g is the supply pipe or tube for a, made of wrought-iron pipe or other suitable material and located within the'tube or pipe 0, so as to leave an opening or passage around it of sufficient capacity' to supply the tube or casing to. This tube or pipe 9 is connected with the tube or casing e at or near the center; but it could be connected, like the pipe or tube 0, at-the end, in which case the openings f could be made t xtend the entire length of the tube or casing instead of being on each side of g, as shown.
It is a stuffing-box through which the pipe or tube 9 passes, and by means of which the end of the tube or pipe 0 is effectually closed but some other means could be used for this purose. t z" are curved elbow-couplings for connecting the pipe or tube 9, and the sections (1 d of the branch pipe supplying the tube or pipe 0 with the main supply-pipe.
j is a T-coupling connecting the section (1 of the branch and the main supply-pipe.
7c is the main supply-pipe running from the carburetor or other source of supply.
Z is a shut-off cock for regulatingthe supply to the exterior chamber or passage ofthe burner through the pipe 0, which cock may be located as shown in the branch section at, or at such other point as may be found desirable. Q M is a shut-off cock for regulating the supply to the interior passage or chamber of the burner through the pipe g. r
The form, construction, and arrangement of the several parts just described may be varied to suit the location where the burner is to be used, or to suit the requirements which it is desired that the burner shall fulfill.
vapor is admitted to the interior chamber or passage in the tube or casing 0 through the supply-pipe g from the main supply-pipe or other source of supply, and passes out through the perforations or fine openings f, and the quantity or amount and the degree of pressure is regulated through the shut-off cock m. The openings or perforations f being very fine, it follows, as a matter of course, that the gasoline orother vapor will escape or passout with increased force, producing a strong blast, and force the gasoline or other vapor to pass through the openings 1) under increased pressure, producing a forced blast at the point of combustion, thereby insuring perfect combustion and also an increase in the volume and intensity of the flame. v
Although the burner is 'shown as made up of straight tubes or casings, it is evident that it might be formed of semicircular tubes or casings; or such tubes or casings might be in the form of an entire circle. Gasoline at first is very light and volatile, so that it burns readily; but as it remains standing and continues to evaporate it gradually becomes less and less volatile until it, in time, becomes so heavy as not to burn readily and freely,
By using a burner such as described it will be readily seen that the burning of gasoline and other light vapors is effectually attained during all stages from the time when first placed into the carburetor until entirely exhausted.
Gasoline and other light, vapors, when first supplied to a receiver or receptacle, are very light and volatile, and the gases to be burned flow readily to the point of combustion, and when the supply is fresh the inner supplychamber or tube of the burner can be entirely or nearly shut off from the supply of the gasoline or vapor, as the gases will pass through the opening of the outer chamber or tube sufficiently for illuminating purposes; but as the gasoline stands it loses its light and volatile properties, and the vapor arising therefrom becomes too heavy to burn freely, and when this is the case, the gas or vapor is admitted to the inner chamber or tube of the burner and is forced out by the pressure thereof.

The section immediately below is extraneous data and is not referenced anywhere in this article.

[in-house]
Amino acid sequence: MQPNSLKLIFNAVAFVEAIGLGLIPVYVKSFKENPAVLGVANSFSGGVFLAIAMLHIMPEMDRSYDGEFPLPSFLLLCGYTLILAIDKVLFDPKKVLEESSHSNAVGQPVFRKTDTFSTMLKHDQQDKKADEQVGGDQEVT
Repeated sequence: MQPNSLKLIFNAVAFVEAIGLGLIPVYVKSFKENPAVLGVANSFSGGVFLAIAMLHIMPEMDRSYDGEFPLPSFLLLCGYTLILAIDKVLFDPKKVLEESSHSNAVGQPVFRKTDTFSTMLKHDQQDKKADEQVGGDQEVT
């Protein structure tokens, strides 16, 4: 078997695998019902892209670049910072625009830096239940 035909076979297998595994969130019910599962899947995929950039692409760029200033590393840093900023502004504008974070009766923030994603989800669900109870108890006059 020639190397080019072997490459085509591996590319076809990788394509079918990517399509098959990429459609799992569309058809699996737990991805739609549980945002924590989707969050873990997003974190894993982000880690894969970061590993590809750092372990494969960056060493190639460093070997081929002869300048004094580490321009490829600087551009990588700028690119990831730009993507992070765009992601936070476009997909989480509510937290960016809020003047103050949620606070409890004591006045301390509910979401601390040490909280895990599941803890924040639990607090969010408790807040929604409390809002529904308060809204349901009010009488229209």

WVhat I claim as new, and desire to secure by Letters Patent, is
1. A gasoline-burner combining in its structure an exterior tube or casing, a, provided with a line of perforations,'a supply-pipe, 0, connecting at one end with the tube or casing and at its other end provided with a tube for connecting with a supply of gasoline, an interior tube or casing, 6, located in the exterior tube or casing and having a line of perforations, and a supply-pipe, 9, extending through the supply-pipe c and connecting at one end with the interior tube or casing and at its other end connected with the source of supply to the supply-pipe of the exterior tube or casing, substantially as described.
2. The combination of the exterior tube or casing a, provided with a line of perforations, b, and a supply-pipe, a, connecting with the exterior tube or casing at or near the center of its length and at its other end provided with a pipe, d, for connecting with a sourceof sup.- ply, with the interior tube or casing, e, having a line of perforations, f, and located within the exterior tube or casing, and the supplypipe '9, extending through the supply-pipe c and connecting with the interior tube or cas ing at 01: near the center of its length and at iv, with the tubes or casings, and the. pipes 10 its other end provided with means to connect for connecting the supply-pipes with the main .it with the source of supply to the pipe of the supply 70, and each provided with a cut-off exterior tube or casing, substantially as devalve, as at Z m, substantially as described. 5 scribed. I v
3. The combination of the exterior and in- WILLIAM HOLT terior tubes or casings, a and 2, each having W'itnesses: a line of perforations, the exterior and interior ALBERT H. ADAMS, supply pipes, c and ,7, connecting, respective l EDGAR T. BOND.